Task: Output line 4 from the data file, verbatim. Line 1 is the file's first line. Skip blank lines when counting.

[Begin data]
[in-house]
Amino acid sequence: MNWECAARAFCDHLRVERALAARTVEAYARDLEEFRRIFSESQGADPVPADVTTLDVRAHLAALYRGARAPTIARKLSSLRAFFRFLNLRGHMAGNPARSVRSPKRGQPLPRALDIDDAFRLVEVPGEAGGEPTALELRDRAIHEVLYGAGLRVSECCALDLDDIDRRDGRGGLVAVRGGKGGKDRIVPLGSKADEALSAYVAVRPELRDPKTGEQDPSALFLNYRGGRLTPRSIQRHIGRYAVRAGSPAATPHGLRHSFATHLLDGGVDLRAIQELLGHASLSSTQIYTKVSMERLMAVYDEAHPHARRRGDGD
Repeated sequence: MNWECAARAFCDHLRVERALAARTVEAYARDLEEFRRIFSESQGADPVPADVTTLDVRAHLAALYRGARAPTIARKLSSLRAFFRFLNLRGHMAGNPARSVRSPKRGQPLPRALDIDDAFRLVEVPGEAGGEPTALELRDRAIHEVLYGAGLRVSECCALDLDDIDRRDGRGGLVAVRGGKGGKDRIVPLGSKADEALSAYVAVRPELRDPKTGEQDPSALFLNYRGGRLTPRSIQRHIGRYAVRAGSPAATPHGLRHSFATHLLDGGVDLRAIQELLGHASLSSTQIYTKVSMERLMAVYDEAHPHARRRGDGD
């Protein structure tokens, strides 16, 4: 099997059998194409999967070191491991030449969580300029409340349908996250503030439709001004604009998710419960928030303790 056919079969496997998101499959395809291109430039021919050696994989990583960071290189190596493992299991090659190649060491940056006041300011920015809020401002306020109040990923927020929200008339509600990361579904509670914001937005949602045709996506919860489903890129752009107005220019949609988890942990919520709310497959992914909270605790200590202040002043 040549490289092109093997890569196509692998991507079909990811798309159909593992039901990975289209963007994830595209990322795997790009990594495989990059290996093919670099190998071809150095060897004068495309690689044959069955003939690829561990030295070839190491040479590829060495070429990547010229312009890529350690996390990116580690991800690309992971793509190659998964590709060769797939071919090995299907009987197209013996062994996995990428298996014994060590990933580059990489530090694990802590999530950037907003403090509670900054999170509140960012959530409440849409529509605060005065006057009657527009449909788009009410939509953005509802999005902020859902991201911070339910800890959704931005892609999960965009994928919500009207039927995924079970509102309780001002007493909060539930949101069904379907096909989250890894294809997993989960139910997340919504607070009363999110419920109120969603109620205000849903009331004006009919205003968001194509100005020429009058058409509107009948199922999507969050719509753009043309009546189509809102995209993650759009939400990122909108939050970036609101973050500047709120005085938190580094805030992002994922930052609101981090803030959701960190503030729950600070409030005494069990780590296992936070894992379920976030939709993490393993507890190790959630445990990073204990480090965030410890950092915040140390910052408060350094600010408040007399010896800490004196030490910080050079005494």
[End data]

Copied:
């Protein structure tokens, strides 16, 4: 099997059998194409999967070191491991030449969580300029409340349908996250503030439709001004604009998710419960928030303790 056919079969496997998101499959395809291109430039021919050696994989990583960071290189190596493992299991090659190649060491940056006041300011920015809020401002306020109040990923927020929200008339509600990361579904509670914001937005949602045709996506919860489903890129752009107005220019949609988890942990919520709310497959992914909270605790200590202040002043 040549490289092109093997890569196509692998991507079909990811798309159909593992039901990975289209963007994830595209990322795997790009990594495989990059290996093919670099190998071809150095060897004068495309690689044959069955003939690829561990030295070839190491040479590829060495070429990547010229312009890529350690996390990116580690991800690309992971793509190659998964590709060769797939071919090995299907009987197209013996062994996995990428298996014994060590990933580059990489530090694990802590999530950037907003403090509670900054999170509140960012959530409440849409529509605060005065006057009657527009449909788009009410939509953005509802999005902020859902991201911070339910800890959704931005892609999960965009994928919500009207039927995924079970509102309780001002007493909060539930949101069904379907096909989250890894294809997993989960139910997340919504607070009363999110419920109120969603109620205000849903009331004006009919205003968001194509100005020429009058058409509107009948199922999507969050719509753009043309009546189509809102995209993650759009939400990122909108939050970036609101973050500047709120005085938190580094805030992002994922930052609101981090803030959701960190503030729950600070409030005494069990780590296992936070894992379920976030939709993490393993507890190790959630445990990073204990480090965030410890950092915040140390910052408060350094600010408040007399010896800490004196030490910080050079005494």